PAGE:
You don’t come across debut albums like EMA’s very often. Erika M. Anderson—who left the West Coast noise scene, which dismissed her “sing-songy shit,” in order to record said shit under her initials—didn’t arrive fully formed so much as startlingly direct. Past Life Martyred Saints laid bare physical and spiritual crises in ways few other artists ever have. Part of Anderson’s ingenuity as a songwriter and performer is the way she works against her affinity for pop aesthetics. She smears her fetching melodies with guitar fuzz, a lot of reverb, and multitracked vocals that make her sound like she’s singing from a very lonely cave.
That roughed-up gorgeousness is there on Anderson’s follow-up, The Future’s Void, though a lot else has changed. If Past Life Martyred Saints was inward to a fault, the new album is the opposite. Anderson has nothing less than all of humanity on her mind, specifically how technology shapes our relationships to others and ourselves. Lead single “Satellites” is a monster of a track, filled wall to wall with white noise that suggests somewhat misleadingly a move toward industrial rock. On it, Anderson repurposes Cold War paranoia for the Edward Snowden era: “I remember when the world was divided by a wall of concrete and a curtain of iron.” It’s almost as if Trent Reznor reimagined “Radio Free Europe,” and its dopamine rush is as intense as that sounds. And though it has nothing to do with what’s on the radio in 2014, it’s as undeniably “pop” a moment as EMA has had.
But “3Jane” is in many ways the album’s centerpiece, where Anderson shows her hand, and where the album’s cyber-emo themes start to undo themselves. The simple ballad, which sonically could fit on her debut, is lyrically little more than a collection of buzz words attempting profundity: “interwebs” (used, apparently, unironically), “superhighway,” “American superpower,” “modern disease.” (Those looking for Anderson’s thoughts on selfies and all things “new millennial” should skip ahead to “Neuromancer.”) At the end of “3Jane,” Anderson concludes that “it’s all just a big advertising campaign,” more than a little ironic given that ads for The Future’s Void have been hard to avoid on music websites (in her defense, she would probably say that’s the point). The album’s bloated middle section is full of such treatises like “Cthulu” and “Smoulder” about, well, after 30 or so listens, I’m still not entirely sure.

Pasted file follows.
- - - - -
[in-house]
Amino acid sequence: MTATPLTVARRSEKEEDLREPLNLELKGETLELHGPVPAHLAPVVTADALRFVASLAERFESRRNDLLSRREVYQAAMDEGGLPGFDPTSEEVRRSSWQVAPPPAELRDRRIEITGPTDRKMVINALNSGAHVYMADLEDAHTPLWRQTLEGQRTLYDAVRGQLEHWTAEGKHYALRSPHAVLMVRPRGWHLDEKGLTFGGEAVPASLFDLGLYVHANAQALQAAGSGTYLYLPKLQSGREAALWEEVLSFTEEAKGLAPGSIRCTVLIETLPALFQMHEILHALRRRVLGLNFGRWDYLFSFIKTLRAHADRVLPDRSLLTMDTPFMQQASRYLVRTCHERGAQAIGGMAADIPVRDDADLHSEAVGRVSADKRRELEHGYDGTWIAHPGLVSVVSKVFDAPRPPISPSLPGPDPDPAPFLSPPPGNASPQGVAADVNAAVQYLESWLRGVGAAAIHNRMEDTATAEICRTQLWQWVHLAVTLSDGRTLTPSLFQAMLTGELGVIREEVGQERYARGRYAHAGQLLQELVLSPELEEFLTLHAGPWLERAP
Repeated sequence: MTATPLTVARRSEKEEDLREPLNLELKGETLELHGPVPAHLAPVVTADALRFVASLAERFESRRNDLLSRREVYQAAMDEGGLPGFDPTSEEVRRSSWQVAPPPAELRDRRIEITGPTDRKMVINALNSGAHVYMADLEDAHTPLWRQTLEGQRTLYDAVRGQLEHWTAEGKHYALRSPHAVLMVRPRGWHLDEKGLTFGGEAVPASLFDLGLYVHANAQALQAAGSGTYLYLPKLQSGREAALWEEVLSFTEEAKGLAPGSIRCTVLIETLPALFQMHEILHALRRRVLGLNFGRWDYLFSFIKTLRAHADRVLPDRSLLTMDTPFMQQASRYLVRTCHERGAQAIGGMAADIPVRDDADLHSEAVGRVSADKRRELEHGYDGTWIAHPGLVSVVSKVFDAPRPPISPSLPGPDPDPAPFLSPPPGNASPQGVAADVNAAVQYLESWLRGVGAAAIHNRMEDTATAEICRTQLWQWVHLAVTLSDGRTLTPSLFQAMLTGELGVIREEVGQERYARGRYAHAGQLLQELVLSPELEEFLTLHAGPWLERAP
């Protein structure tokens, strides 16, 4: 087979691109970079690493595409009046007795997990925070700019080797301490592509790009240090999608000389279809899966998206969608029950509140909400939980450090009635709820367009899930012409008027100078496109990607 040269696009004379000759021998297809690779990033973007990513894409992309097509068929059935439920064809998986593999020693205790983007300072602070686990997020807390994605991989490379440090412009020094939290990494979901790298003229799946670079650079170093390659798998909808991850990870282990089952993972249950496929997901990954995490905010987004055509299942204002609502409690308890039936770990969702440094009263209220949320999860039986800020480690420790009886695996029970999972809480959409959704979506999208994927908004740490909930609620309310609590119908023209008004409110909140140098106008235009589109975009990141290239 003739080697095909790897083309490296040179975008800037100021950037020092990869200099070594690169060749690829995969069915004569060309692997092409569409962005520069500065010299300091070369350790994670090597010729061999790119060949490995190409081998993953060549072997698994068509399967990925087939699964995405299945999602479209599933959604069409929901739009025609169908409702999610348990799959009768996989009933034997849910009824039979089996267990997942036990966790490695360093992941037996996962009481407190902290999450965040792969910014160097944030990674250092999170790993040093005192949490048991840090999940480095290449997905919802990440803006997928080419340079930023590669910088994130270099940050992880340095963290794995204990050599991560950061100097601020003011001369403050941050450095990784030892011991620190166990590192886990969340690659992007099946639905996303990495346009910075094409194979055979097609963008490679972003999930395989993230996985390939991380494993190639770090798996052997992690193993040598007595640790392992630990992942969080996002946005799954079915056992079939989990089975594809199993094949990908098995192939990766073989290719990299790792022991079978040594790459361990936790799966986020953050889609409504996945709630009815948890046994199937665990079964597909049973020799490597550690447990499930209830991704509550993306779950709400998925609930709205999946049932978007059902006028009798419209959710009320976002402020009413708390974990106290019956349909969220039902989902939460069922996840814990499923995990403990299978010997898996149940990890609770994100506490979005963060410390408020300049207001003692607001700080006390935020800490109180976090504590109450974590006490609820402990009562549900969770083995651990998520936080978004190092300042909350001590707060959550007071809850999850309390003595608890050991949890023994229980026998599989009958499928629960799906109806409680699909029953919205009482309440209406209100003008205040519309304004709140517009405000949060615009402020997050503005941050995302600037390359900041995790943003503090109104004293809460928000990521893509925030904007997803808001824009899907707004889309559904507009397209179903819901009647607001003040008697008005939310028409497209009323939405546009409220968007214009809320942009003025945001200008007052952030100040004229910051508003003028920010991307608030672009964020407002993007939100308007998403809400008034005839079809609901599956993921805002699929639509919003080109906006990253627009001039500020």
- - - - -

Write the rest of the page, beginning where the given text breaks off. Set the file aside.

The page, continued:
EMA is hardly the only artist wringing her hands over this whole ever-expanding Internet thing at the moment. Earlier this year, St. Vincent released “Digital Witness,” a nastily cynical bit of agitprop aimed at those poor oafs who sit on their couches watching TV. Damon Albarn’s “Everyday Robots” from his upcoming album, more poetically captures the alienation inherent in our reliance on connected devices. The problem with all of these harangues to some extent is that they assign the Internet more power than it actually has, and in the process leave the humans who built and wield it fading somewhere out in the distance.
That human element is left to a couple of buried gems on The Future’s Void: the sexy-scary “When She Comes,” about the beastly nature of a woman, and “Solace,” which is quite unlike anything else EMA has done and which might have pointed to a different way forward. Over an abrasive synth line provided by Washed Out’s Ernest Greene, Anderson sings beautifully of an abiding connection that defies geographical boundaries. The line “We make the constellations out of her beauty marks” recalls the physicality of Past Life Martyred Saints, and Anderson’s delivery is enough to raise the hairs on the back of your hand.
You can’t deny Anderson’s ambition. Yet what’s most disappointing of all about The Future’s Void is that, for all its heady ideas and pretty moments, in almost all ways it’s a regression from Anderson’s earlier work, a mishmash of half-completed thoughts that fails to ever fully connect. Anderson, working with a bigger indie label this time, opted to record once again at home, producing all the songs herself and only relying on help for mixing. Working in a studio with an experienced producer may have forced Anderson to be more decisive about what exactly The Future’s Void is, and what it’s saying. “This song came out in a flood,” Anderson says of “3Jane” in the press notes, which is exactly the problem: It needs an edit.